Do Witness: Don't: A Woman's Word and Trauma as Pedagogy

Julie Rak


This paper considers the implications of teaching narratives about trauma in a university
setting. As researchers begin to teach narratives which are part of what is beginning to be
called “trauma studies,” it is necessary to think about how to teach narratives about atrocity.
I argue that narratives like Elly Danica’s Don’t: A Woman’s Word do not portray trauma in a
confessional mode, but seek to enact secondary trauma within readers or viewers as part of
an individual or social transformation. This enacting produces a specific type of silence. In
this silence, the readers or viewers are called into being as witnesses in very special ways.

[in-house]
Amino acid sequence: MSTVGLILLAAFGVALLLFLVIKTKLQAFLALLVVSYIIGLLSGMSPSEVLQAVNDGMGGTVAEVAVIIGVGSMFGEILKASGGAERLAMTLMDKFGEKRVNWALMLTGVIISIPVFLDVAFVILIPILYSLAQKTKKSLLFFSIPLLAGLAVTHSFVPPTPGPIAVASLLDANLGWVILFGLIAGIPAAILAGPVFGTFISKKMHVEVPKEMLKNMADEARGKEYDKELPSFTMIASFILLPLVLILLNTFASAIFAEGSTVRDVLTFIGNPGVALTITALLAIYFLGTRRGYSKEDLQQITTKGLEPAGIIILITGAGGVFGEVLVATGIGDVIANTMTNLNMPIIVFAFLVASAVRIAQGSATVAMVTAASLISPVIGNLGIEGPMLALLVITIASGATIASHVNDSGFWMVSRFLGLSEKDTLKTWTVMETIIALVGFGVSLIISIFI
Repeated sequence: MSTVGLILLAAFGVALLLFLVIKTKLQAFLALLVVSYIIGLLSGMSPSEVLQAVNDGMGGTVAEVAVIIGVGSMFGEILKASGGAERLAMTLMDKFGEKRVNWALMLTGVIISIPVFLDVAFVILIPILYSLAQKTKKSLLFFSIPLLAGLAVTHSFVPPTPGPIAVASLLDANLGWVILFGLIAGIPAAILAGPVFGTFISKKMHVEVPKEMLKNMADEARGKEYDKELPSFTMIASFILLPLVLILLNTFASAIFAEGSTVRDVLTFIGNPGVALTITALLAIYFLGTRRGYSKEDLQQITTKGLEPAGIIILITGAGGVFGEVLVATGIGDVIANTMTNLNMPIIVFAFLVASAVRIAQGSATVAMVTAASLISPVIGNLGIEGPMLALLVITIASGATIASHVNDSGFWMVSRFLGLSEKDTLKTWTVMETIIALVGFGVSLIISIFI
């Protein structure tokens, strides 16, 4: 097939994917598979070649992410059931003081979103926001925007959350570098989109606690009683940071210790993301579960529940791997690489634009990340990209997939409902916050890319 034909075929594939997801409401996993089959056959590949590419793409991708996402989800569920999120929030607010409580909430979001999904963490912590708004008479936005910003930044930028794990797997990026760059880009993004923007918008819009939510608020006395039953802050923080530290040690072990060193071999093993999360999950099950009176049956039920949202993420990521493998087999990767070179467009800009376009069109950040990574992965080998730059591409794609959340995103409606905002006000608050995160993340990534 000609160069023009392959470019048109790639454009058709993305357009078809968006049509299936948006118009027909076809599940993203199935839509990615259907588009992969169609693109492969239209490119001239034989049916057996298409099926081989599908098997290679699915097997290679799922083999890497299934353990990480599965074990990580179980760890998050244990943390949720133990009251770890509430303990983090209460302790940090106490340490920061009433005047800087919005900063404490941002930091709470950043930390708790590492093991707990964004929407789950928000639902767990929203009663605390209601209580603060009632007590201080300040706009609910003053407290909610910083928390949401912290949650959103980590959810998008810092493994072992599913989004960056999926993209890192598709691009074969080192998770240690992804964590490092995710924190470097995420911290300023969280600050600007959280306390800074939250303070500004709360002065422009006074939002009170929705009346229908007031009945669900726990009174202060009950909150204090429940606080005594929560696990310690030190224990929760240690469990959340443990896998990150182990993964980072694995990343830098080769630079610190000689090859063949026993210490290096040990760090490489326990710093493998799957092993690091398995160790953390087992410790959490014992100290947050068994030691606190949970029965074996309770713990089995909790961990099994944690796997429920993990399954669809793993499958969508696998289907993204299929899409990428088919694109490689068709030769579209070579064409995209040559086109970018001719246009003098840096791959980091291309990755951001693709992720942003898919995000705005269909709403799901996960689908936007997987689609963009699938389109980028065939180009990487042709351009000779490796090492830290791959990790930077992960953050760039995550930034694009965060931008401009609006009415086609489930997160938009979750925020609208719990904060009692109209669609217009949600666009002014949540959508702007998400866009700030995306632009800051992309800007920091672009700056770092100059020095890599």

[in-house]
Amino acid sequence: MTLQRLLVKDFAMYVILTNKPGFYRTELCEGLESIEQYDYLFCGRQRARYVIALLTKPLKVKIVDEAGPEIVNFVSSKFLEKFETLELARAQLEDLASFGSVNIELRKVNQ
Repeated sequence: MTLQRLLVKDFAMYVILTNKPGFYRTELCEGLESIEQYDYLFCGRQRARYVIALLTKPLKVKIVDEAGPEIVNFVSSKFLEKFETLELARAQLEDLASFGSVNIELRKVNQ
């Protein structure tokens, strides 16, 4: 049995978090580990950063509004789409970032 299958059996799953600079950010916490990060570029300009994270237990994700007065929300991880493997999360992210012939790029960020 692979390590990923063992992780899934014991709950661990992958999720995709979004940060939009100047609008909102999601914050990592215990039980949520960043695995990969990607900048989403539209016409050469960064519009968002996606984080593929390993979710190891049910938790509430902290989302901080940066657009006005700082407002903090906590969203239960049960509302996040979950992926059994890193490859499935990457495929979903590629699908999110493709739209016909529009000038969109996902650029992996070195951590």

The pedagogical challenge which teachers of testimonial narratives of trauma face is twofold.
First, there is the challenge of silence as a necessary part of the response to trauma, and
second, there is the ethical challenge of bearing witness to trauma in a classroom situation. I
consider work by Dori Laub on trauma witnessing and challenge assumptions by Shoshana
Felman about teaching to a crisis in order to see how students can become witnesses.

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